Commander Philipe Bouillot later said that Minerve's new captain, Lieutenant de vaisseau André Fauve, had spent 7,000 hours submerged over four years on submarines of the same class and never had a problem. The only factor known that could have caused her to sink was the weather, which was extremely bad at the time of her loss.[7][8]

The French Navy launched a search for the missing submarine, mobilizing numerous ships, including the aircraft carrier Clemenceau and the submersible SP-350 Denise under the supervision of Jacques Cousteau, but found nothing and the operation was called off on 2 February 1968.[9] The search for Minerve, under the name Operation Reminer, continued into 1969 and used the submersible Archimède with the U.S. survey ship USNS Mizar.[9]

Discovery[edit]

In October 2018, Hervé Fauve the son of the last commander of the Minerve, lead families of the crew to claim for new research through the French media; the submarine was the only western missing submarine which had never been found since the end of WW2. The French Government started a new search for Minerve on 4 July 2019 in deep waters about 45 km (28 mi) south of Toulon;[10][11] the discovery of the location of the wreck was announced on 22 July 2019[2] by the company Ocean Infinity using the search ship Seabed Constructor.[12]

The wreck was found at a depth of 2,350 m (7,710 ft), broken into three main pieces scattered over 300 m (980 ft) along the seabed. Although Minerve's sail was destroyed, identifying the wreckage was possible, as the letters "MINE" and "S" (from Minerve and S647, respectively) were still readable on the hull.[13]

Memorial[edit]

On the same day of its discovery, Squadron Vice-Admiral Charles-Henri du Ché, responsible for the search, declared that the remains of the submarine would be left untouched and would become a maritime sanctuary. A ceremony is to be held in the location where Minerve vanished with the relatives of the submariners in attendance, its date has not been set.[14]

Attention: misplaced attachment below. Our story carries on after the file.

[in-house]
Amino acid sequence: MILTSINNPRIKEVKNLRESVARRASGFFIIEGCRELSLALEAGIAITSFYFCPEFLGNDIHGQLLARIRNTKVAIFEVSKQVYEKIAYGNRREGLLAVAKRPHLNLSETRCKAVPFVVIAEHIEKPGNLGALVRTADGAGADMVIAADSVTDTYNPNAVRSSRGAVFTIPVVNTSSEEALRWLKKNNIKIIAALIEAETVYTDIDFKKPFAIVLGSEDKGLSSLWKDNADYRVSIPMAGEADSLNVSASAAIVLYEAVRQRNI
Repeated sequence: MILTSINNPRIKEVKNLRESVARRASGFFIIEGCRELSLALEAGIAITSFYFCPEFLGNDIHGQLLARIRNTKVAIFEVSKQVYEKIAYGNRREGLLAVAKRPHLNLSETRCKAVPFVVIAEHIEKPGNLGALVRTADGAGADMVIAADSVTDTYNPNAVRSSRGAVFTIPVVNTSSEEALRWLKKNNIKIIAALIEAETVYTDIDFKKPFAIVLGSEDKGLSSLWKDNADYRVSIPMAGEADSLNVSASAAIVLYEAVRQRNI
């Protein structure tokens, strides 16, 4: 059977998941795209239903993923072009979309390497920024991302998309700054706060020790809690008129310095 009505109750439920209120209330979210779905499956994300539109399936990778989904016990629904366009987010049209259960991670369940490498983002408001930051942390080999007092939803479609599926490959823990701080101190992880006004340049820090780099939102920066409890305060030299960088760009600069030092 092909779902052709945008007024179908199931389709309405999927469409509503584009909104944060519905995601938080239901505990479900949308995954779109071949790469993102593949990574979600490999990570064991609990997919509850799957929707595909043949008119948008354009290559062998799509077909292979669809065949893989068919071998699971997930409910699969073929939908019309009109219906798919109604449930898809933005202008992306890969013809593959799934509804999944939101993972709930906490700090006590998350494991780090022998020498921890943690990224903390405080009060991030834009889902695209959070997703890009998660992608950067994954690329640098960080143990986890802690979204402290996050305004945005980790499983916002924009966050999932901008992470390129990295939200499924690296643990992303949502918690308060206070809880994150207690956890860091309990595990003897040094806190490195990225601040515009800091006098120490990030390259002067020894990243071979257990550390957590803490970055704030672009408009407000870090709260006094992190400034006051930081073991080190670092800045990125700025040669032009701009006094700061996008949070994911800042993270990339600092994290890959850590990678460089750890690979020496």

See also[edit]

References[edit]

  1. ^ Roche, Jean-Michel (2012). "Sous-marin Minerve : Caractéristiques principales". netmarine.net (in French). Retrieved 6 February 2013.
  2. ^ a b "French Minerve submarine is found after disappearing in 1968". BBC News. 22 July 2019. Retrieved 22 July 2019.
  3. ^ a b c d e f g Gardiner & Chumbley 1995, p. 121
  4. ^ a b c Blackman 1962, p. 91
  5. ^ Couhat & Baker 1986, p. 121
  6. ^ Roche, Jean-Michel (2012). "Sous-marin Minerve". netmarine.net (in French). Retrieved 6 February 2013.
  7. ^ a b "La tragédie de la Minerve" (in French). Archived from the original on 27 September 2013. Retrieved 22 September 2013.
  8. ^ "disparition du sous-marin Minerve 27/01/1968". disparition du sous-marin Minerve 27/01/1968 (in French). Retrieved 12 January 2018.
  9. ^ a b Roche, Jean-Michel (2012). "Historique du sous-marin Minerve". netmarine.net (in French). Retrieved 6 February 2013.
  10. ^ "France: resumption of research of the submarine "La Minerve" disappeared 51 years ago". Teller Report. Retrieved 16 July 2019.
  11. ^ "In search of "La Minerve", tomb of 52 submariners". Le Parisien (in French). 14 July 2019. Retrieved 16 July 2019.
  12. ^ Willsher, Kim (12 July 2019). "French submarine found 50 years after disappearance". The Guardian. Retrieved 21 July 2019.
  13. ^ "La « Minerve », le sous-marin disparu il y a cinquante ans, a été retrouvé au large de Toulon". Le Monde (in French). 2019-07-22. Retrieved 2019-07-22.
  14. ^ "L'épave du sous-marin La Minerve ne sera pas remontée : « c'est un sanctuaire maritime »". Ouest-France.fr (in French). 22 July 2019. Retrieved 23 July 2019.
Sources
  • Blackman, Raymond V. B. (1962). Jane's Fighting Ships 1962–63. London: Sampson Low, Marston & Co., Ltd.
  • Couhat, Jean Labayle; Baker, A. D., III, eds. (1986). Combat Fleets of the World 1986/87: Their Ships, Aircraft and Armament. Annapolis, Maryland, USA: Naval Institute Press. ISBN 0-85368-860-5.
  • Gardiner, Robert; Chumbley, Stephen, eds. (1995). Conway's All The World's Fighting Ships 1947–1995. Annapolis, Maryland, USA: Naval Institute Press. ISBN 1-55750-132-7.

External links[edit]